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  1. Costly Punishment Increases Prosocial Punishment by Designated Punishers: Power and Legitimacy in Public Goods Games

    A classic problem in the literature on authority is that those with the power to enforce cooperation and proper norms of conduct can also abuse or misuse their power. The present research tested the argument that concerns about legitimacy can help regulate the use of power to punish by invoking a sense of what is morally right or socially proper for power-holders.
  2. The Hazards of Expert Control: Chief Risk Officers and Risky Derivatives

    American Sociological Review, Volume 82, Issue 3, Page 511-541, June 2017.
    Abstract
  3. Less Theory. More Description.

    Sociology must worry less about theoretical innovation and more about empirical description.
  4. Desperation and Service in the Bail Industry

    by Joshua Page, Spring 2017 Contexts

  5. Shadow Plays: Theory’s Perennial Challenges

    This article argues that theory holds its ground when it confronts itself with the empirics of its claims and this confrontation is geared to the project of increasing analytical specificity. This means (1) shedding as much light as possible on the very process whereby a type of outcome gets generated or takes shape and (2) identifying the factors that condition the likelihood of this process. From this perspective, sound theorizing is predicated on both empirical grounding and analytical specificity.
  6. Puzzling in Sociology: On Doing and Undoing Theoretical Puzzles

    One typical way to motivate a sociological argument is to present the research question as a puzzle. Unlike in physical sciences, sociologists work backward to construct theoretical puzzles from their data. Sociologists risk puzzling for puzzles’ sake, and in so doing, they reify categories and concepts that are not necessary or useful to their empirical material at hand. This essay examines mostly qualitative sociologists’ conventions for puzzling and suggests alternatives rooted in thick description of empirics.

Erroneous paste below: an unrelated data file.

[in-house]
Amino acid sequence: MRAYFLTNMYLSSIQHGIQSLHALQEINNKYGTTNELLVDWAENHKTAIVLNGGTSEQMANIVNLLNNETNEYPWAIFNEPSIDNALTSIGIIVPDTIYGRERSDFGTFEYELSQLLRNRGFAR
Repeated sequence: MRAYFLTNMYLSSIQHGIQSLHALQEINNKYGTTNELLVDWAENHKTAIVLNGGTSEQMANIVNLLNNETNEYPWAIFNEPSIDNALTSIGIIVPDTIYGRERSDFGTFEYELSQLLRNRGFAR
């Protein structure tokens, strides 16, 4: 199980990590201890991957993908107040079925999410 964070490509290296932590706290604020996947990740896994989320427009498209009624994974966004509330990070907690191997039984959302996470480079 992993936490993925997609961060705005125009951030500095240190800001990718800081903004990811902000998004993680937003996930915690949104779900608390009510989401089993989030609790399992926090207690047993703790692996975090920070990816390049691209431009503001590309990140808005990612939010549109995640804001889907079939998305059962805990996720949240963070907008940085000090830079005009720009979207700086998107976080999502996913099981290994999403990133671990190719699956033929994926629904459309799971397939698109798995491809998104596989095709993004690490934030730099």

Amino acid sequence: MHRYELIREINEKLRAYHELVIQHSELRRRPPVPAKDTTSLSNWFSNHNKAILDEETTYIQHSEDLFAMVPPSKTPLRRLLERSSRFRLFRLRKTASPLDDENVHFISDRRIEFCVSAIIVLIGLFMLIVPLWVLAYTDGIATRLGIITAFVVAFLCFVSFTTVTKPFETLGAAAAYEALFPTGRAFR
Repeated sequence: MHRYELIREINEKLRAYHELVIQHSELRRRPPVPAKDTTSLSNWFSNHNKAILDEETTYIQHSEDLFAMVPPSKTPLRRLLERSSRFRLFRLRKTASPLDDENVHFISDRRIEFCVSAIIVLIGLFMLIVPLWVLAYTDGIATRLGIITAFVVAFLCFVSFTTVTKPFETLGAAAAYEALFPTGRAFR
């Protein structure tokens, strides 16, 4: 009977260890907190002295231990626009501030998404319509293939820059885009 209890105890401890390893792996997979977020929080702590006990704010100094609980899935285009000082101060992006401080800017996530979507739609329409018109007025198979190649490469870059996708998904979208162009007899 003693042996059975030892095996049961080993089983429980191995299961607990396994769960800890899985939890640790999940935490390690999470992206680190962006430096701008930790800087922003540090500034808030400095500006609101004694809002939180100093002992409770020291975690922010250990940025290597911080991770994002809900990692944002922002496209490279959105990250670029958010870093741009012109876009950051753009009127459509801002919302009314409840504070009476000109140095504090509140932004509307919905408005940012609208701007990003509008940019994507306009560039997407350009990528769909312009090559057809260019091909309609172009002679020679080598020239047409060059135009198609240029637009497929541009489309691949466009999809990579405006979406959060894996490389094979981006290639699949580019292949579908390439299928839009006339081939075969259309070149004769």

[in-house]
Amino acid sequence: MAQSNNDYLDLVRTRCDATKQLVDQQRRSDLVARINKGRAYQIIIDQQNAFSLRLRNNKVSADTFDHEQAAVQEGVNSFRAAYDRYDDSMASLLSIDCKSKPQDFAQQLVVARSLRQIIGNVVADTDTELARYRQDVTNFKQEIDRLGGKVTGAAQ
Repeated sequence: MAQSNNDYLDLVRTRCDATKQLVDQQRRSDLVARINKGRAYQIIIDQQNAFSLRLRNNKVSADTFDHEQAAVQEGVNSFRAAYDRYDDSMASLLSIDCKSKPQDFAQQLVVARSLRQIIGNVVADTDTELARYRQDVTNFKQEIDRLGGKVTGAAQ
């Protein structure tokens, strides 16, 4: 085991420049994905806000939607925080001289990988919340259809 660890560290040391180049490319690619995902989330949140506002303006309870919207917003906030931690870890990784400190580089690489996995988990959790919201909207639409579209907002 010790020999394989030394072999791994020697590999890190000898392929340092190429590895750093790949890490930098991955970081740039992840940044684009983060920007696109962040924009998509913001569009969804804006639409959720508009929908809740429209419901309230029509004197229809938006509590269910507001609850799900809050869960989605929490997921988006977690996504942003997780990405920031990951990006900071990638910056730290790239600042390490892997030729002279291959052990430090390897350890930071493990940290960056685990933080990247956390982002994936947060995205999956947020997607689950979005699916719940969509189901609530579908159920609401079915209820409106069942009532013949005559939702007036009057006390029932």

7. ASA Task Force on Contingent Faculty Interim Report

    The ASA Task Force on Contingent Faculty was appointed to address the changes in faculty employment and working conditions, career prospects for graduate students, and the consequences for higher education that have resulted from the increased reliance on contingent faculty. Contingent faculty, both part-time and full-time non-tenure track, have increased dramatically. By 2011 a majority of faculty were employed part-time.  Contingent faculty are least common at Ph.D.

  8. Paul Starr on the Shaping of the American Health Care System

    Health care continues to be a "toxic issue" at the center of American politics but, according to sociologist Paul Starr, it didn't have to be. In an ASA-produced video, Dr. Starr takes a sociological look at the history of health care to see how the medical industry played a role in sending the U.S. in its current course eschewing other options that would have provided universal access. Starr is Professor of Sociology and Public Affairs at Princeton University and author of The Social Transformation of American Medicine.

  9. Forced and Coerced Cesarean Sections in the United States

    The rise of the c-section is tied not to maternal or fetal outcomes, but to organizational and legal imperatives. To those ends, a woman’s rights to bodily integrity and decision-making–even the right to refuse surgery–are frequently challenged in childbirth.

  10. Where Punishment and Pregnancy Meet

    Megan Comfort speaks with Carolyn Sufrin, author of Jailcare: Finding the Safety Net for Women Behind Bars.